Pre­dict ‘sur­prise’ bills, no crys­tal ball needed

The Mercury (Pottstown, PA) - - BUSINESS - Liz We­ston Nerd Wal­let

It doesn’t take much to up­end many Amer­i­cans’ fi­nances. A car that won’t start, a fur­nace that dies or a trip to the hos­pi­tal can leave house­holds strug­gling to make ends meet.

Ac­cord­ing to the Fed­eral Re­serve, 44 per­cent of U.S. adults say they would have trou­ble com­ing up with $400 to cover an un­ex­pected ex­pense. Even fam­i­lies who have more in the bank can floun­der. Sur­veys by The Pew Char­i­ta­ble Trusts found that 51 per­cent of fam­i­lies with at least $2,000 in sav­ings re­ported trou­ble pay­ing the bills af­ter a fi­nan­cial shock.

Yet it is hardly a shock if an ap­pli­ance wears out or a car breaks down.

It’s time to re­think what we mean by un­ex­pected ex­penses. Some bills may be un­pre­dictable in their amount or their tim­ing, but they’re still in­evitable. In other words: If you have a car, or a home, or a body, sooner or later it’s go­ing to cost you.

A bet­ter ap­proach, es­pe­cially for house­holds cur­rently liv­ing pay­check to pay­check, is to save for the most likely costs and have some kind of Plan B to han­dle the truly un­ex­pected.

Here’s how that might work with three of the most com­mon un­ex­pected ex­penses Pew found:

• Re­pair­ing or re­plac­ing a car (ex­pe­ri­enced by 1 out of 3 house­holds that faced a fi­nan­cial shock)

• A ma­jor home re­pair (ex­pe­ri­enced by 1 out of 5)

• An in­jury or ill­ness that re­sults in a trip to a hos­pi­tal (also ex­pe­ri­enced by 1 out of 5)

Car re­pairs

U.S. house­holds spent an av­er­age $837 on ve­hi­cle main­te­nance and re­pairs in 2015, ac­cord­ing to the U.S. Bureau of La­bor Statis­tics. Most spent be­tween 1.4 per­cent and 1.8 per­cent of their in­comes on these costs.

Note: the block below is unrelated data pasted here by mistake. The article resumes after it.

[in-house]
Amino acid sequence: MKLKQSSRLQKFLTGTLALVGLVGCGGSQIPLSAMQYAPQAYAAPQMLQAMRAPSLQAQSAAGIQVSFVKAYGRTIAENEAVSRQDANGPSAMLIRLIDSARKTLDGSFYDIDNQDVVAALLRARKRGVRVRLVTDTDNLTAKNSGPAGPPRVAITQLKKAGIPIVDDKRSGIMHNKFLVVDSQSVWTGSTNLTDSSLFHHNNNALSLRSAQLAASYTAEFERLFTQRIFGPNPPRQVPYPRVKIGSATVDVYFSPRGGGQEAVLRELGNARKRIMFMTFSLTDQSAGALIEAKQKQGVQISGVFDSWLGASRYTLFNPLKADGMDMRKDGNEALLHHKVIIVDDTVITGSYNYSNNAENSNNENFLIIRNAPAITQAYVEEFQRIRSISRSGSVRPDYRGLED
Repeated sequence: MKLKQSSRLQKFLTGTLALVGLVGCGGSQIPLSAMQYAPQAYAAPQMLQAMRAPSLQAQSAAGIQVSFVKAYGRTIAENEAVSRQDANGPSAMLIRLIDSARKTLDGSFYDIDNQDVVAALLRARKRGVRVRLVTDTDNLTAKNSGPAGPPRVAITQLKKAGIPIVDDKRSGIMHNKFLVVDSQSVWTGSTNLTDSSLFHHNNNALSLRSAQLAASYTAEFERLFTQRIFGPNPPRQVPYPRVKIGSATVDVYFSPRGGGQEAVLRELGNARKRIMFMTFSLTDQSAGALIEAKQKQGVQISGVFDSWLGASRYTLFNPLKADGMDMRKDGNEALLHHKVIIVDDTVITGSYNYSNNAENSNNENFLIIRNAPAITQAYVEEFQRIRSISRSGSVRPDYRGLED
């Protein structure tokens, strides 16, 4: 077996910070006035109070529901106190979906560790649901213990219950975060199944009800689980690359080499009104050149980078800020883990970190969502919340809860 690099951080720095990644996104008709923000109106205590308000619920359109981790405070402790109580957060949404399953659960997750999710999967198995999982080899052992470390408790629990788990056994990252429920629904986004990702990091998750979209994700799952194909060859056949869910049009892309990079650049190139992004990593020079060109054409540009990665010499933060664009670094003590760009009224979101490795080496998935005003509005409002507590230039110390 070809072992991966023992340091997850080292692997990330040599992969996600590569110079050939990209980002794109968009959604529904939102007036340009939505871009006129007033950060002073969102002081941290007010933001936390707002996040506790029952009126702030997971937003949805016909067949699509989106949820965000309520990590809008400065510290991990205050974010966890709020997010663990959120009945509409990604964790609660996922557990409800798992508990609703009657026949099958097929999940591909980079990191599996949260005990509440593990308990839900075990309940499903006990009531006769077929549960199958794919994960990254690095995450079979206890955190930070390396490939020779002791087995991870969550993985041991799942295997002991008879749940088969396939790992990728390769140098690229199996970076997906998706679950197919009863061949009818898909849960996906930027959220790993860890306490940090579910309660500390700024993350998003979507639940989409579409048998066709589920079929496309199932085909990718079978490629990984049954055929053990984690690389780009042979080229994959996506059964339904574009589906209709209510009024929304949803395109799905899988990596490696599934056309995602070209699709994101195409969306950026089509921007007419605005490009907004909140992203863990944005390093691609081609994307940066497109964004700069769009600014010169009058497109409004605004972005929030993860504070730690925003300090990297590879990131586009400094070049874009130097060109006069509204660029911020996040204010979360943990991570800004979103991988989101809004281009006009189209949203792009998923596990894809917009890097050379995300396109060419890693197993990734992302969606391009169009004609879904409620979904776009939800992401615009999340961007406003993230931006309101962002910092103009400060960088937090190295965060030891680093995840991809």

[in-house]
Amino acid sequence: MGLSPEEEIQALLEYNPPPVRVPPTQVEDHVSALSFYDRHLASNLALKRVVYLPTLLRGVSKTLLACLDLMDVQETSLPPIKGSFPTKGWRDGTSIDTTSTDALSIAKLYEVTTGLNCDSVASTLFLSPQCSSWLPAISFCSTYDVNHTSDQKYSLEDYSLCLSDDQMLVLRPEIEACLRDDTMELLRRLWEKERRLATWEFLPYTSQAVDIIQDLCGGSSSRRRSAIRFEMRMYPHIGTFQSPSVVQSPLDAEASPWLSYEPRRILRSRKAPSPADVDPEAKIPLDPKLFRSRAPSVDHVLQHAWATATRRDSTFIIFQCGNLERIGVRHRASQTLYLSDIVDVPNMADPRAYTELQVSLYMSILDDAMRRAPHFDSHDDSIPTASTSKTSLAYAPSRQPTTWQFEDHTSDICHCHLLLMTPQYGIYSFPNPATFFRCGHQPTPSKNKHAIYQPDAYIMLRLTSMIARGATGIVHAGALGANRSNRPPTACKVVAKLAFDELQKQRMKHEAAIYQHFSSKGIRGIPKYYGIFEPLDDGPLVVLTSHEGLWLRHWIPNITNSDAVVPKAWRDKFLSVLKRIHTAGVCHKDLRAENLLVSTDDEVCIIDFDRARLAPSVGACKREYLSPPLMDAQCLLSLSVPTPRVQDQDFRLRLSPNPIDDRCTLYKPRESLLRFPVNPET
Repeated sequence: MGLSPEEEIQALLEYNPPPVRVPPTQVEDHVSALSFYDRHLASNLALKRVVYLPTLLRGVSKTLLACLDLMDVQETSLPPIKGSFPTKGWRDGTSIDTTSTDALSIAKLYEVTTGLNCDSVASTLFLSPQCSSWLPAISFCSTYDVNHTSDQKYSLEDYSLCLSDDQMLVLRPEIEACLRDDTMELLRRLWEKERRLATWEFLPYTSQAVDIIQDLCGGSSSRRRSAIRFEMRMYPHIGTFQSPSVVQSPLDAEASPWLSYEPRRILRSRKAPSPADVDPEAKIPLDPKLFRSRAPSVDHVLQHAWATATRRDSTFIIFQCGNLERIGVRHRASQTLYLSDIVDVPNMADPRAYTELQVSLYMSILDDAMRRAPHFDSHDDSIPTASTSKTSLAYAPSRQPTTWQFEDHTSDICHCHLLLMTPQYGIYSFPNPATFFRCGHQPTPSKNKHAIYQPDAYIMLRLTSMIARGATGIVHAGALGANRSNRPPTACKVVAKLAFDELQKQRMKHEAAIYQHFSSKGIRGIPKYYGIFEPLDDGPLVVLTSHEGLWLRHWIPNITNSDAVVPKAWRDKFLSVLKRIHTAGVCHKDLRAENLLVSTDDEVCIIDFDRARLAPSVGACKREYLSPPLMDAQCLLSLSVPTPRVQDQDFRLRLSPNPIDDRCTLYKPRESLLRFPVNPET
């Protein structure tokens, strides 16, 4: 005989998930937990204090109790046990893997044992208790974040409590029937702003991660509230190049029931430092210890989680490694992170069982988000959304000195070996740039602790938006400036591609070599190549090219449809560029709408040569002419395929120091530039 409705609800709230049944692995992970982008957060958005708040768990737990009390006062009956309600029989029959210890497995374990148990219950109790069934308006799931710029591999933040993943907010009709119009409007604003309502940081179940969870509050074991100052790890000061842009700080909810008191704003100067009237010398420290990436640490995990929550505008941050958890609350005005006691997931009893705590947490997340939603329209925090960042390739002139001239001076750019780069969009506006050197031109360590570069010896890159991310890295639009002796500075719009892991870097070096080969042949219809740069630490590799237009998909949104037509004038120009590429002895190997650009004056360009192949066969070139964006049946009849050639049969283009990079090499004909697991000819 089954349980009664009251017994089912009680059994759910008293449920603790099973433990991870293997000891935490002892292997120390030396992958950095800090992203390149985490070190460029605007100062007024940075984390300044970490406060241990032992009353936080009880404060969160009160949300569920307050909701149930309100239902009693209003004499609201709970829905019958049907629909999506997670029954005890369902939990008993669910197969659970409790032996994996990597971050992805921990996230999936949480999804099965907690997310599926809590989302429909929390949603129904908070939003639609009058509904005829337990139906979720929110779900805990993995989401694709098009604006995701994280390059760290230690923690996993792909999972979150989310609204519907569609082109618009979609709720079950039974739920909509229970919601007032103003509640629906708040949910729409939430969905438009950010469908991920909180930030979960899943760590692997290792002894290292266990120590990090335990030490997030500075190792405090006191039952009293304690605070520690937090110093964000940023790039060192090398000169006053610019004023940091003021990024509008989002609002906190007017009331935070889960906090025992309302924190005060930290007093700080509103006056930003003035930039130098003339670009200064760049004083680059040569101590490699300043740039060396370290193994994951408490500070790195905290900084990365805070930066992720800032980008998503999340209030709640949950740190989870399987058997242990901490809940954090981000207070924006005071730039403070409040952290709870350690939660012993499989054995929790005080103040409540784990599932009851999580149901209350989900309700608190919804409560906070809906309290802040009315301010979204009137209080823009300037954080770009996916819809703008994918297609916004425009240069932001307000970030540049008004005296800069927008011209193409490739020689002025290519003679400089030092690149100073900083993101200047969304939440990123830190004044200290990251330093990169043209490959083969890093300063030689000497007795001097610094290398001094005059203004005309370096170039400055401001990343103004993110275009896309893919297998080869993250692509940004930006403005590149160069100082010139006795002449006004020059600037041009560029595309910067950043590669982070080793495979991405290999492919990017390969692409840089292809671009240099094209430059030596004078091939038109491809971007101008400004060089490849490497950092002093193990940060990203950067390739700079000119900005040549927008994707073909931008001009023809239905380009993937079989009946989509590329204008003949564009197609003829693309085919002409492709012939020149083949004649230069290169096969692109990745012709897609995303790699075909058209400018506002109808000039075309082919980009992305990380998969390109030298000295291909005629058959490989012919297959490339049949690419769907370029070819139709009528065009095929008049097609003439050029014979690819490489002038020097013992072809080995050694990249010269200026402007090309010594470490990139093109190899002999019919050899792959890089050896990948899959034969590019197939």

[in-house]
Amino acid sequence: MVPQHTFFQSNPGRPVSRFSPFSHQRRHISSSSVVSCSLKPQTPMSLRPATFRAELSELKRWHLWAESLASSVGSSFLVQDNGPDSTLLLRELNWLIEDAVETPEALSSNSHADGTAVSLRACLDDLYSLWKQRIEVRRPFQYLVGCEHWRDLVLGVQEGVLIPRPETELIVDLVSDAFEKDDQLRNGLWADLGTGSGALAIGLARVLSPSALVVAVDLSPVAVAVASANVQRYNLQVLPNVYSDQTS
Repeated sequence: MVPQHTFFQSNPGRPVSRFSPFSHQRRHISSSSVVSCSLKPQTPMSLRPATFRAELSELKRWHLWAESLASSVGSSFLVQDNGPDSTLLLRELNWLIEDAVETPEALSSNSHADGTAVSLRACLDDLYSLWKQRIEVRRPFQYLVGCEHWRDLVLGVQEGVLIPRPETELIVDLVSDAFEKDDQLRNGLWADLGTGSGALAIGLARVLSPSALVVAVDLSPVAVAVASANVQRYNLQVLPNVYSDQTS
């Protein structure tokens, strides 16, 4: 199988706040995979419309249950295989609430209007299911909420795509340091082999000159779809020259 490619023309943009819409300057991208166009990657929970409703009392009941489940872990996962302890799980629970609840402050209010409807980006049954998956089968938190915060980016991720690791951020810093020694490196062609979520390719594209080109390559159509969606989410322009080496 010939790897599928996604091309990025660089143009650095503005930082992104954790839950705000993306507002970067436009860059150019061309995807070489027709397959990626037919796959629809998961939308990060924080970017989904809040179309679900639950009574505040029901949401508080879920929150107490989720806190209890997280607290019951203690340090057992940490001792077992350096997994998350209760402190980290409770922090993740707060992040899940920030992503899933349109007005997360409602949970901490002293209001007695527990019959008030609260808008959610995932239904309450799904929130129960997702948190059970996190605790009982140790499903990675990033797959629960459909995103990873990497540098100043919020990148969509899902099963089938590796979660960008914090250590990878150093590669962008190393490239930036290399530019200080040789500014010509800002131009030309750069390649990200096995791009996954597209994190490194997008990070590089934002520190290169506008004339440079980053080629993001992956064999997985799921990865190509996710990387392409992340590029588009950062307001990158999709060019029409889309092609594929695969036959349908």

Tuck aside $500 to $1,000 to cover a typ­i­cal re­pair, and add to that cache as you can. Once you pay off your cur­rent car, re­di­rect the pay­ments into your re­pair fund. You can use any money you don’t spend on re­pairs as a down pay­ment on your next car.

As a Plan B, keep space avail­able on a credit card or con­sider a per­sonal loan if re­pair costs out­strip your sav­ings. For home­own­ers, a home eq­uity line of credit may be a lower-cost op­tion.

Home main­te­nance and re­pairs

Main­tain­ing your home can

goal of col­lect­ing 4,500 pounds of food. Last year, the agency col­lected 3,600 pounds of food — more than dou­ble its orig­i­nal 1,776 pound goal.

“It is im­por­tant to the Val­ley Forge Tourism & Con­ven­tion Board that we sup­port all of our res­i­dents in Mont­gomery County, es­pe­cially those who are in times of need,” said Mike Bow­man, Val­ley Forge Tourism and Con­ven­tion Board pres­i­dent and CEO. “Through our an­nual Free­dom from Hunger Food Drive, we con­tinue to em­u­late the Pope’s giv­ing spirit in an ef­fort to give back, work to­gether and create a vi­brant and sup­port­ive Mont­gomery County com­mu­nity

where we live, work and play.”

The event is again be­ing held in part­ner­ship with the HealthS­park Foun­da­tion — which is a pri­vate, in­de­pen­dent foun­da­tion pro­vid­ing sup­port to or­ga­ni­za­tions that serve the un­met health and hu­man ser­vice needs of res­i­dents liv­ing in and or­ga­ni­za­tions serv­ing Mont­gomery County, and the MontCo Anti-Hunger Net­work.

The food drive will ac­cept all non-per­ish­able food do­na­tions, but there are some items that are par­tic­u­larly needed this year, ac­cord­ing to in­for­ma­tion on the event’s web­site. Among the pantry items that are in the high­est de­mand: To­mato/ spaghetti sauce; whole, diced or crushed toma­toes; canned fruit in fruit juice; to­mato and chunky soups (not chicken noo­dle); any low salt and low sugar prod­ucts.

Col­lec­tion boxes for non­per­ish­able food will be lo­cated at the tourism board’s of­fice, 1000 First Ave., King of Prus­sia, and at part­ner lo­ca­tions across the county. A list­ing of those lo­ca­tions will be made avail­able on the or­ga­ni­za­tion’s web­site — www.val­ley­ .

Mon­e­tary do­na­tions are be­ing ac­cepted this year for the first time, which will al­low the Montco Anti-Hunger Net­work to pur­chase items to re­plen­ish the food pantries it serves. Those in­ter­ested in mak­ing a mon­e­tary do­na­tion can visit www.val­ley­ .

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